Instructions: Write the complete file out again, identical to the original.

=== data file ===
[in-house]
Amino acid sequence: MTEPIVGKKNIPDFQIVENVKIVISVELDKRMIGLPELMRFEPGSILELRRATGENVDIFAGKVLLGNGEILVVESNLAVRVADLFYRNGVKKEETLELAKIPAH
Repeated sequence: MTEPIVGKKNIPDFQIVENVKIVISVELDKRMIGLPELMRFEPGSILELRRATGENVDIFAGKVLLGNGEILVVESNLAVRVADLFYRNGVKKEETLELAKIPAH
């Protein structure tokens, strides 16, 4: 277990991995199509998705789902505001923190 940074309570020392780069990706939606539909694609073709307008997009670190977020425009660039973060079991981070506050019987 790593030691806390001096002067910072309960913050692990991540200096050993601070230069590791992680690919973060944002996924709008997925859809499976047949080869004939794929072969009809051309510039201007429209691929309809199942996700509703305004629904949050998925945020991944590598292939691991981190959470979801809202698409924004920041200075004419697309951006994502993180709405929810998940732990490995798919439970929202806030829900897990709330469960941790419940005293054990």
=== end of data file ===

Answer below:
[in-house]
Amino acid sequence: MTEPIVGKKNIPDFQIVENVKIVISVELDKRMIGLPELMRFEPGSILELRRATGENVDIFAGKVLLGNGEILVVESNLAVRVADLFYRNGVKKEETLELAKIPAH
Repeated sequence: MTEPIVGKKNIPDFQIVENVKIVISVELDKRMIGLPELMRFEPGSILELRRATGENVDIFAGKVLLGNGEILVVESNLAVRVADLFYRNGVKKEETLELAKIPAH
């Protein structure tokens, strides 16, 4: 277990991995199509998705789902505001923190 940074309570020392780069990706939606539909694609073709307008997009670190977020425009660039973060079991981070506050019987 790593030691806390001096002067910072309960913050692990991540200096050993601070230069590791992680690919973060944002996924709008997925859809499976047949080869004939794929072969009809051309510039201007429209691929309809199942996700509703305004629904949050998925945020991944590598292939691991981190959470979801809202698409924004920041200075004419697309951006994502993180709405929810998940732990490995798919439970929202806030829900897990709330469960941790419940005293054990």